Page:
Looking at the over-the-year increase, Georgia Labor Commissioner Mark Butler noted that “when you compare that to the rest of the nation as a percentage growth, we’re actually doing much better than the nation on the average.”

Services and construction industries lead the way

The leisure and hospitality industry outpaced all other industries in the state during the first half of 2016, added 30,700 jobs, twice as many as professional and business services, which added 15,300 jobs for the same time period. Construction continued producing good job numbers adding 7,600 net new jobs over the past six months.

Industries recording fewer jobs over the six months through June included retailing (-11,200), state government (-6,600), and education and health services (-5,100). For these three industries, job losses in the first half of the year are not unusual and all recorded smaller losses than for the same time period last year, except education and health services.

For the 12 months ending in June, professional and business services recorded the highest number of net new jobs (32,700), followed by leisure and hospitality (24,100), retail (16,700), and construction (12,300).

Over the year, the information industry posted the only annual decline, losing 1,700 jobs or 1.6% of its employment total.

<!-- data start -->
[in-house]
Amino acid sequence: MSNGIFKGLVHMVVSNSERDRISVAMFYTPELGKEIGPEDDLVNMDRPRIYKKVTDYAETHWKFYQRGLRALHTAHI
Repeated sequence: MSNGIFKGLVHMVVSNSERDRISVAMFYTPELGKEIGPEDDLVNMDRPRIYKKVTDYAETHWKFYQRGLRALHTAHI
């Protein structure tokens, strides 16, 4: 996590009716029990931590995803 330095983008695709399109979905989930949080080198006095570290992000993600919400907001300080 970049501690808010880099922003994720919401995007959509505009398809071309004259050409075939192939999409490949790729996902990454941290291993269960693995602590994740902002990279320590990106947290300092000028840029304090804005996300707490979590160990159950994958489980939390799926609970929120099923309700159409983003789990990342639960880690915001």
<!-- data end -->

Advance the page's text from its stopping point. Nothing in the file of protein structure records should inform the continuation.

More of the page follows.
Construction and service job growth stronger in Georgia than the nation

Even as employment in the state outpaced the nation, the picture was mixed for different industries.

The remarkable growth in construction jobs in Georgia becomes more obvious when compared to the nation. Over the past 12 months, while construction jobs in Georgia grew by 7.3%, nationally industry employment rose by 3.5%.

Both the leisure and hospitality industry and the professional and business services showed much faster growth in Georgia than in the nation as a whole. Georgia’s leisure and hospitality industry employment has risen by 5.2% over the past year, while nationally the industry has grown by 2.8%.

Professional and business services employment has risen by 5.1% in the state while growing by 2.7% nationally.

Information industry falling behind in Georgia

While employment in some industries is growing faster in Georgia than the nation, other industries are seeing opposite trends.